Ah, above my pay grade, that one! I don't know enough to say one way or the other!
I imagine, though, there has to be a limit to how useful a smaller frequency sample size can be sliced up into.

It reminds me of a conversation on slashdot years ago about guys scanning in celluloid for movie preservation.
At some stage, the scanning resolution was so high, all they were getting was more detailed scans of cracks in the actual celluloid, rather than picking up on any useful picture information.
ijor wrote: Wed Jul 15, 2020 11:09 pm
Mikerochip wrote: Wed Jul 15, 2020 8:13 pm And, again, on the DE10-Nano, I've no idea, other than they want it to be stand alone, among other things.
So, it runs Linux, and dumps the disk for you, which is then available as an FTP service to the user. (You can also remove the SD card, manually)
I see. Yes, stand alone is a nice feature. But might be considered a very expensive luxury here. I'm not sure it's worth.
To me, a very expensive luxury! Like I already said, I definitely can't afford one just to do floppy dumping!
(And, by now, I've more than 90% of my Atari floppy dumping done, of all the floppies I currently own! The rest need to be cleaned, and I don't seem to have much luck with cleaning them so far. I destroyed one disk, and didn't get a good copy of 8x other disks, after cleaning)
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Re: Writing Atari ST programs onto floppies with PC

Post by ijor »

Mikerochip wrote: Thu Jul 16, 2020 11:29 am I think the GW has a much bigger buffer (256k on my GW device, amd 2MB on the F7 devices) to help prevent underruns.
Where did you get those numbers? :)

No. The smaller GW based on the Blue Pill has 20K RAM only. The F7 one has 256K, I believe. And this is the total RAM, partly obviously used for other purposes. For comparison, the chip used by the Kryoflux has 64K RAM.

The SCP has the advantage here because it has external (on board) ram storage. It doesn't stream on real time. So you could use it with a very slow PC. It even has a standalone copy mode, although I never used it and no idea how good it is. OTOH, this method puts a limit on how much data you could read. This is opposed to streaming that uses the, virtually, unlimited PC resources. But this shouldn't be normally a problem unless you want to read HD disks.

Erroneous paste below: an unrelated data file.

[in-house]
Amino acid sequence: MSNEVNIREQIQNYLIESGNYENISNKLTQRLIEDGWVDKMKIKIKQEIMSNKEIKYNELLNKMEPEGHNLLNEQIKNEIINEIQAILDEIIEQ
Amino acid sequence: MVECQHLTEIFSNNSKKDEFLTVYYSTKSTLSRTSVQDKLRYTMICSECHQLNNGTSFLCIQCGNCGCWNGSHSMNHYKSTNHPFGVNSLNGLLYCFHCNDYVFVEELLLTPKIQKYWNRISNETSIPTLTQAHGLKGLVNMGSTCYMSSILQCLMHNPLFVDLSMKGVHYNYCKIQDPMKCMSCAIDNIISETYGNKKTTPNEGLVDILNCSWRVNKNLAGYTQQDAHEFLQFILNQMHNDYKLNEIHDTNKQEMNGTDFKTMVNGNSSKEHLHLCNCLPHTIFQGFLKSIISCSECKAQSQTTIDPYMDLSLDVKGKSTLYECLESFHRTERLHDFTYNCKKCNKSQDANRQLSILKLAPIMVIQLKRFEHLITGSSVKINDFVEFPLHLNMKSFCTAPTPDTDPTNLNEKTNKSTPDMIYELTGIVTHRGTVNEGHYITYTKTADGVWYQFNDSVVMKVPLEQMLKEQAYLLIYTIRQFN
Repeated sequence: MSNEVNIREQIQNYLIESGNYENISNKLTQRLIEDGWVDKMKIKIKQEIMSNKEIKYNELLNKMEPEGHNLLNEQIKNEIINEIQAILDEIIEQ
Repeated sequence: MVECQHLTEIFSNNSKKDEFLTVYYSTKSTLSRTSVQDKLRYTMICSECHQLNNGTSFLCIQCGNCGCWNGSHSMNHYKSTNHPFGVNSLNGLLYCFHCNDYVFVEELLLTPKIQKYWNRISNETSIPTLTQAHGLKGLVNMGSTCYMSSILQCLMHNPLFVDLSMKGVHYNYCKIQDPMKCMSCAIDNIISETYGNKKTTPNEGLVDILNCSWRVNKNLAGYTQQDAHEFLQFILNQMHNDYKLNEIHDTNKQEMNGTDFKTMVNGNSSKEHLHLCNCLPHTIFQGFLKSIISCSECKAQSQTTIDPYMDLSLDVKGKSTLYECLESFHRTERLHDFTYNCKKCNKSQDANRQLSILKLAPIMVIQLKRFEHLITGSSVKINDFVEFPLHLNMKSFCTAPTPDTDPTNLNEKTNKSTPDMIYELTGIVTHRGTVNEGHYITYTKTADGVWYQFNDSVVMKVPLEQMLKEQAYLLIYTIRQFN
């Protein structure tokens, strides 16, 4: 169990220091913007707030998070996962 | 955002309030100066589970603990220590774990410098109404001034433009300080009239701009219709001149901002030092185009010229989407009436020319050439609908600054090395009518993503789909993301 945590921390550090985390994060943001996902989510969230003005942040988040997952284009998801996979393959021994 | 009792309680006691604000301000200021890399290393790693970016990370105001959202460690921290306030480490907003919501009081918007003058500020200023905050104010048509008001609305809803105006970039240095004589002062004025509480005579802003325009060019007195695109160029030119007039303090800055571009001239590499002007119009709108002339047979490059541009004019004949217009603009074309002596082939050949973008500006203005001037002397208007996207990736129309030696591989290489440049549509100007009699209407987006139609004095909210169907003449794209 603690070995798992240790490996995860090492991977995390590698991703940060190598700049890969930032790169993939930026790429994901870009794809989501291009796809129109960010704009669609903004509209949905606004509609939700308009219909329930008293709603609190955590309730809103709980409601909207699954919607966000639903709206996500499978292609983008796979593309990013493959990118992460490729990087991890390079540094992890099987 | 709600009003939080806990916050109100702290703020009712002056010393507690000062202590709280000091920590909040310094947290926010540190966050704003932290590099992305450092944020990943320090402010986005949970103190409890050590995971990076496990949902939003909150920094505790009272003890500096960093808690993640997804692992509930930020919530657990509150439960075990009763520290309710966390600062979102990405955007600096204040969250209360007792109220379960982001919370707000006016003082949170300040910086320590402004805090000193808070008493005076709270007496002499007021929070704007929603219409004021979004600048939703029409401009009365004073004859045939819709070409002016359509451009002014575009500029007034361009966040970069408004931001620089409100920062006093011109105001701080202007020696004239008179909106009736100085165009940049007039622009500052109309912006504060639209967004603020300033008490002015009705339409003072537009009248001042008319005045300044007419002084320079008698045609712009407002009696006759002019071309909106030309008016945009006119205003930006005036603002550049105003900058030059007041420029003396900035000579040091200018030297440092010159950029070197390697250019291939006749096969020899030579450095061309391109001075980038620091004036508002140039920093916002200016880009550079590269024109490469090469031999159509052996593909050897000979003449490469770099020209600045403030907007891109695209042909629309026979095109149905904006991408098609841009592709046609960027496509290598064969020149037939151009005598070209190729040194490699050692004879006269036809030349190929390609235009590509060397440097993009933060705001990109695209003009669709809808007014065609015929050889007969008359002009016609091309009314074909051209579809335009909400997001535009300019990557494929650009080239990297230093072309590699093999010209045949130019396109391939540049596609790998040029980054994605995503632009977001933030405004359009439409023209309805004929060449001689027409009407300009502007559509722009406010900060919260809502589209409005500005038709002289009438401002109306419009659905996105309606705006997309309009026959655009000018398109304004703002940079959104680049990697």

Btw, I should add that both the SCP and the Kryoflux have buffers and protection. The original GW, even the F7 one, is completely unbuffered. Only the more expensive models (Lightning, I believe) added buffers and protection. It is not the end of the word, IMHO. The smaller DIY GW based on the Blue Pill is so cheap, that you could easily replace it if it's get damaged. It is a problem however with some older 5.25" (and 8') drives because it would simply not work.
(And, by now, I've more than 90% of my Atari floppy dumping done, of all the floppies I currently own! The rest need to be cleaned, and I don't seem to have much luck with cleaning them so far. I destroyed one disk, and didn't get a good copy of 8x other disks, after cleaning)
It is not a bad average at all. Some disks are magnetically deteriorated, and no cleaning would help. Btw, thanks a lot for the contribution of all your dumps! :)
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Re: Writing Atari ST programs onto floppies with PC

Post by Mikerochip »

Yeah, It's only after thinking about it ... I wrote the values for the flash size, not ram size!! 8O
The RobotDYN STM32F1 I'm using has 128k ram, and 256k flash, btw.

I came back to edit the values and you'd already replied :)
TCH!!